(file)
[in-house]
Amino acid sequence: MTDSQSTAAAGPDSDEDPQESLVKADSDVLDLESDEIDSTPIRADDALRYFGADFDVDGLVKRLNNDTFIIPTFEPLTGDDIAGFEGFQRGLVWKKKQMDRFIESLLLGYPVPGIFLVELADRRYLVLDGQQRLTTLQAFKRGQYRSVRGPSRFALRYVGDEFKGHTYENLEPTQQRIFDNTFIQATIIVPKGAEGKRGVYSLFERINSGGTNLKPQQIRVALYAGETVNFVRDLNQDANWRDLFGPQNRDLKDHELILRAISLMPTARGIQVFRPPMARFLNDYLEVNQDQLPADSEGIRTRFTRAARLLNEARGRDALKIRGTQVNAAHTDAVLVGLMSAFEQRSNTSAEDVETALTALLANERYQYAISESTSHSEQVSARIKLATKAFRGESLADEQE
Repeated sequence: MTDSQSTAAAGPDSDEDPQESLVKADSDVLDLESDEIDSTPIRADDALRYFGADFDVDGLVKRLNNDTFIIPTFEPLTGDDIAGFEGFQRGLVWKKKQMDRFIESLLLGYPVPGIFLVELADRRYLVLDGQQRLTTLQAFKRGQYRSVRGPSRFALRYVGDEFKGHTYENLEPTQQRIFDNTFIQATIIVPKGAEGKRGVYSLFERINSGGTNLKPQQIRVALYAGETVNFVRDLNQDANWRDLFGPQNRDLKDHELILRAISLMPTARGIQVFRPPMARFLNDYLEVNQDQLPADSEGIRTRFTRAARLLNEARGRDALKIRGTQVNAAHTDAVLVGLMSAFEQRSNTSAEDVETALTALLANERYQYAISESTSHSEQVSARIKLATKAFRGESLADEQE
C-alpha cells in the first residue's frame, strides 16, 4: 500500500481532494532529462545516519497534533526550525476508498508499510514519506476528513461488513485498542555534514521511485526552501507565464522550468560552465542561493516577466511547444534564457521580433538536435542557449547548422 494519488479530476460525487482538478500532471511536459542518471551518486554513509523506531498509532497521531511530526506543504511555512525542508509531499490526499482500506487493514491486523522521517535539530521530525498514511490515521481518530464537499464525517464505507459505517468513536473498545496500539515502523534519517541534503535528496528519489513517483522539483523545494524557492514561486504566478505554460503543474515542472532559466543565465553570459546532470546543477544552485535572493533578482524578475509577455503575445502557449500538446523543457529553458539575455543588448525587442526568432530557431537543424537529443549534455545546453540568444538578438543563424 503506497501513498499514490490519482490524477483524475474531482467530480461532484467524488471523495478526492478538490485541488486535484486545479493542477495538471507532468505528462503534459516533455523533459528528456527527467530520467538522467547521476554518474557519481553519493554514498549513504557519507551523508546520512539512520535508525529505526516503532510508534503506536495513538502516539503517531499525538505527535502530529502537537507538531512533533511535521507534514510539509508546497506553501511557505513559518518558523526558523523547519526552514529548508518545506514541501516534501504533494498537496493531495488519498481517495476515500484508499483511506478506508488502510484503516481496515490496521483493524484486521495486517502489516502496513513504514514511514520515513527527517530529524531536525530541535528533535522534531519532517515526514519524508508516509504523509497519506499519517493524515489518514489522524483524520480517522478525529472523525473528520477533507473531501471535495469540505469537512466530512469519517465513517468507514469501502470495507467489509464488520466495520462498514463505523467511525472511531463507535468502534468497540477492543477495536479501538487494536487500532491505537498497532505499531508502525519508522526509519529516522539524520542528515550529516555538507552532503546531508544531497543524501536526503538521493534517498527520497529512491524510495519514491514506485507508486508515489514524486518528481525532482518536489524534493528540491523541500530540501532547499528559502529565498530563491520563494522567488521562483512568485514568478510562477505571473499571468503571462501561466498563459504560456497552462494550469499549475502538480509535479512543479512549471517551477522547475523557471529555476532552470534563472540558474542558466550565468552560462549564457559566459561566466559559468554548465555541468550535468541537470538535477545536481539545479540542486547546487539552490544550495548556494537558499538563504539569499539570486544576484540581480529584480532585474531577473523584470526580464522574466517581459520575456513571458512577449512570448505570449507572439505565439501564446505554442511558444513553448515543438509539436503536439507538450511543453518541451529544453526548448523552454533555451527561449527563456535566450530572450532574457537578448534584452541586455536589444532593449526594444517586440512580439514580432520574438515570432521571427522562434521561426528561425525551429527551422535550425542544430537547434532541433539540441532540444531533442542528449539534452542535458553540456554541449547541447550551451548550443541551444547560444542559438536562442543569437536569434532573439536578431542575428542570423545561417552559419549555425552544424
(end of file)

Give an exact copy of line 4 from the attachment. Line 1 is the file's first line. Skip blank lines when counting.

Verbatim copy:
C-alpha cells in the first residue's frame, strides 16, 4: 500500500481532494532529462545516519497534533526550525476508498508499510514519506476528513461488513485498542555534514521511485526552501507565464522550468560552465542561493516577466511547444534564457521580433538536435542557449547548422 494519488479530476460525487482538478500532471511536459542518471551518486554513509523506531498509532497521531511530526506543504511555512525542508509531499490526499482500506487493514491486523522521517535539530521530525498514511490515521481518530464537499464525517464505507459505517468513536473498545496500539515502523534519517541534503535528496528519489513517483522539483523545494524557492514561486504566478505554460503543474515542472532559466543565465553570459546532470546543477544552485535572493533578482524578475509577455503575445502557449500538446523543457529553458539575455543588448525587442526568432530557431537543424537529443549534455545546453540568444538578438543563424 503506497501513498499514490490519482490524477483524475474531482467530480461532484467524488471523495478526492478538490485541488486535484486545479493542477495538471507532468505528462503534459516533455523533459528528456527527467530520467538522467547521476554518474557519481553519493554514498549513504557519507551523508546520512539512520535508525529505526516503532510508534503506536495513538502516539503517531499525538505527535502530529502537537507538531512533533511535521507534514510539509508546497506553501511557505513559518518558523526558523523547519526552514529548508518545506514541501516534501504533494498537496493531495488519498481517495476515500484508499483511506478506508488502510484503516481496515490496521483493524484486521495486517502489516502496513513504514514511514520515513527527517530529524531536525530541535528533535522534531519532517515526514519524508508516509504523509497519506499519517493524515489518514489522524483524520480517522478525529472523525473528520477533507473531501471535495469540505469537512466530512469519517465513517468507514469501502470495507467489509464488520466495520462498514463505523467511525472511531463507535468502534468497540477492543477495536479501538487494536487500532491505537498497532505499531508502525519508522526509519529516522539524520542528515550529516555538507552532503546531508544531497543524501536526503538521493534517498527520497529512491524510495519514491514506485507508486508515489514524486518528481525532482518536489524534493528540491523541500530540501532547499528559502529565498530563491520563494522567488521562483512568485514568478510562477505571473499571468503571462501561466498563459504560456497552462494550469499549475502538480509535479512543479512549471517551477522547475523557471529555476532552470534563472540558474542558466550565468552560462549564457559566459561566466559559468554548465555541468550535468541537470538535477545536481539545479540542486547546487539552490544550495548556494537558499538563504539569499539570486544576484540581480529584480532585474531577473523584470526580464522574466517581459520575456513571458512577449512570448505570449507572439505565439501564446505554442511558444513553448515543438509539436503536439507538450511543453518541451529544453526548448523552454533555451527561449527563456535566450530572450532574457537578448534584452541586455536589444532593449526594444517586440512580439514580432520574438515570432521571427522562434521561426528561425525551429527551422535550425542544430537547434532541433539540441532540444531533442542528449539534452542535458553540456554541449547541447550551451548550443541551444547560444542559438536562442543569437536569434532573439536578431542575428542570423545561417552559419549555425552544424